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Utilization of beamforming in sound source localization applications.

1. INTRODUCTION

Beginning of audio localization is dated to the year 1880 when the first device for this purpose was designed. Its inventor Professor Mayer used it for navigation improvement in fog. This instrument was called by its author Mayer's topophone. The biggest interest in audio location systems occurs in the period between World War 1 and World War 2 where they were primarily used for detection a localization of the aircraft engine sound. Constructions and dimensions of these systems were very various but the basic concept is based on Mayer's topophone improved with next two horns oriented in vertical plane. Due to state of electronics then minimally two people were required for sound analysis originated from horn system. Main problem with these systems was small sensitivity due to limitations in horn dimensions. For better gain static dishes and walls based on spherical reflection surface was developed. After radio locator invention in 1934 audio location devices were not further developed because they were completely replaced (Self, 2004). Nowadays very dynamical development in electronics and computer science enables applying of the sound localization systems in areas where it was impossible due to technical and economical aspects several years ago. These areas include applications in security, teleconferencing, robotic systems and other else where information is coded in audio signal source position.

This paper deals with both design of the input part of the each localization system which is sensory system based on microphone array and software implementation of detection algorithms. Theoretical part describes main principle of delay and sum type beamformer operation and its application in sound source localization system. Next part proposes design of the sensory system consisting of microphone array with fixed geometry and preamplifiers including low pass anti-aliasing filters necessary for signal conditioning before it enters data acquisition device. Last part of the paper deals with software implementation for evaluation unit.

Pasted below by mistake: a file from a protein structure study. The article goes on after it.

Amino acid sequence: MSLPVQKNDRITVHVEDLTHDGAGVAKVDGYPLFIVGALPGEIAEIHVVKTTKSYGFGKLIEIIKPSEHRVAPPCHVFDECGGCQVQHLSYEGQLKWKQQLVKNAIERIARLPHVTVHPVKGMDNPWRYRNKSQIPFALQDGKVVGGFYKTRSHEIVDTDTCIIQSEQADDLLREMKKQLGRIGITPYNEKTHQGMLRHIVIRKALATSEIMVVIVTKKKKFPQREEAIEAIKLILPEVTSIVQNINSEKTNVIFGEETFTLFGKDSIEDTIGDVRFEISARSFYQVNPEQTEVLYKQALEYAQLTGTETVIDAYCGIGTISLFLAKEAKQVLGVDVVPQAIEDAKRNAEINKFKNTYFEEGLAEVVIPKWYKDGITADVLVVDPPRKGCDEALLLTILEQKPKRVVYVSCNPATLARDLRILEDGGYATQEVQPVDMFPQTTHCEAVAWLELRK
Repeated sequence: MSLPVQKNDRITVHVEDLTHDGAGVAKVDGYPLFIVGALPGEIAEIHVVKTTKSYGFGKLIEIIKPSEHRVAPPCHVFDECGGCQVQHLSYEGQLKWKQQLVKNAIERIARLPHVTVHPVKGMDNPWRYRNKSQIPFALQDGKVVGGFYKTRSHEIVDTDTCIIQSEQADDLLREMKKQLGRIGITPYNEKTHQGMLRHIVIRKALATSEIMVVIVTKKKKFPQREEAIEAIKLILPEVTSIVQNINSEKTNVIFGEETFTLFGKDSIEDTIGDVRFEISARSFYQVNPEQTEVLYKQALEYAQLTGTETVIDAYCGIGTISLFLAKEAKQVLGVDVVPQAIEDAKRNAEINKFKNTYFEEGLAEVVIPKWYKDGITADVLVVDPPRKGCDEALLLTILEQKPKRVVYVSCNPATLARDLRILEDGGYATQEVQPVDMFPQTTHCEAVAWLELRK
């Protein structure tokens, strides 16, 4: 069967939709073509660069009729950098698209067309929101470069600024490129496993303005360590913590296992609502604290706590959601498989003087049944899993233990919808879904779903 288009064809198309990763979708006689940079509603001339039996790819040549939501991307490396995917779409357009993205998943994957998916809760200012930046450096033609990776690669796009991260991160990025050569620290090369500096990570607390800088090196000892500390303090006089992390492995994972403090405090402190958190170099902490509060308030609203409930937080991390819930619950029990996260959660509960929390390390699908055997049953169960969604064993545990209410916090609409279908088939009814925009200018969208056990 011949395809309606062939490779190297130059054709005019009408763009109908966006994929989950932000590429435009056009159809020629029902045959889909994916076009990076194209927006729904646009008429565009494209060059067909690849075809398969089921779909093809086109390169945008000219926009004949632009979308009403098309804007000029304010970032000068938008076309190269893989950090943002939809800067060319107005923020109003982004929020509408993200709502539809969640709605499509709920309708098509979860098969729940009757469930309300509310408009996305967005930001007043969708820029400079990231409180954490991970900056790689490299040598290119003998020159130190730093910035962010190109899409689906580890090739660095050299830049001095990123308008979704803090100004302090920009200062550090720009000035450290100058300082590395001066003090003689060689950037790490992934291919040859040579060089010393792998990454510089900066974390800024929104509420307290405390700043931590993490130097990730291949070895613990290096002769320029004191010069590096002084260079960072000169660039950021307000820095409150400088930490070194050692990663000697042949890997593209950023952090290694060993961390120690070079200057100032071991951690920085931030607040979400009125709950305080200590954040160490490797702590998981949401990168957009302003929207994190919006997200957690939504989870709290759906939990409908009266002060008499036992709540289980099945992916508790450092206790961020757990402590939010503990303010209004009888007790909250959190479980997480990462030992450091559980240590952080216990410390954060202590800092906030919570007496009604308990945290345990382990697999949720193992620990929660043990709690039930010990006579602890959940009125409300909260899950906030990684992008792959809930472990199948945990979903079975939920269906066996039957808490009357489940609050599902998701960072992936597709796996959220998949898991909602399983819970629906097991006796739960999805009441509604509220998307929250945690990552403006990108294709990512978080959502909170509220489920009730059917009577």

2. DELAY AND SUM BEAMFORMER

Principle of delay and sum beamformer operation is obvious from Fig. 1. Input signals from microphone array x[k] are delayed by time which depends on sensory system geometrical configuration and sound source angle. Because of we can consider that signals from microphone units are same except time-shift, we obtain by setting of appropriate delays H to each audio channel after summing maximum level of useful signal while signal to noise ratio will be improved.

Beamformer output y[k] can be computed by equation (1) where x[k] is input signal from microphone array, H is delay introduced to signal path by beamformer and M is number of microphone units.

y[k] = [M.summation over (m=1)][x.sub.m][k--[H.sub.m]] (1)

For linear uniform microphone array and on assumption that sound source is in much larger distance than is each sensor spacing [d.sub.s], time delay in each microphone unit signal for direction of sound wave arrival [alpha] can be computed by equation (2), where k is microphone unit index and v is sound speed in air. Reference unit is microphone with index 1 which has zero time shifts for all source angles.

[t.sub.k] = [sin[alpha] x [d.sub.s]/v] x (k--1) (2)

Sound source localization using delay and sum beamformer is based on computation of the beamformer output signal level for each sound source azimuth angle. RMS value of the n samples length output signal and j azimuth angle is:

[V.sub.RMS][j] = [square root of 1/n[n.summation over (k=1)][y[k, j].sup.2]]. (3)

Maximum RMS value of beamformer output and correspondig angle indicates sound source azimuth:

[MATHEMATICAL EXPRESSION NOT REPRODUCIBLE IN ASCII] (4)

[FIGURE 1 OMITTED]

3. EVALUATION SYSTEM DESCRIPTION

Hardware and software structure of the sound source localization system utilizing beamforming is depicted in the Fig. 2. It consists of microphone array, preamplifiers, low-pass anti-aliasing filters and standard personal computer equipped with data acquisition device.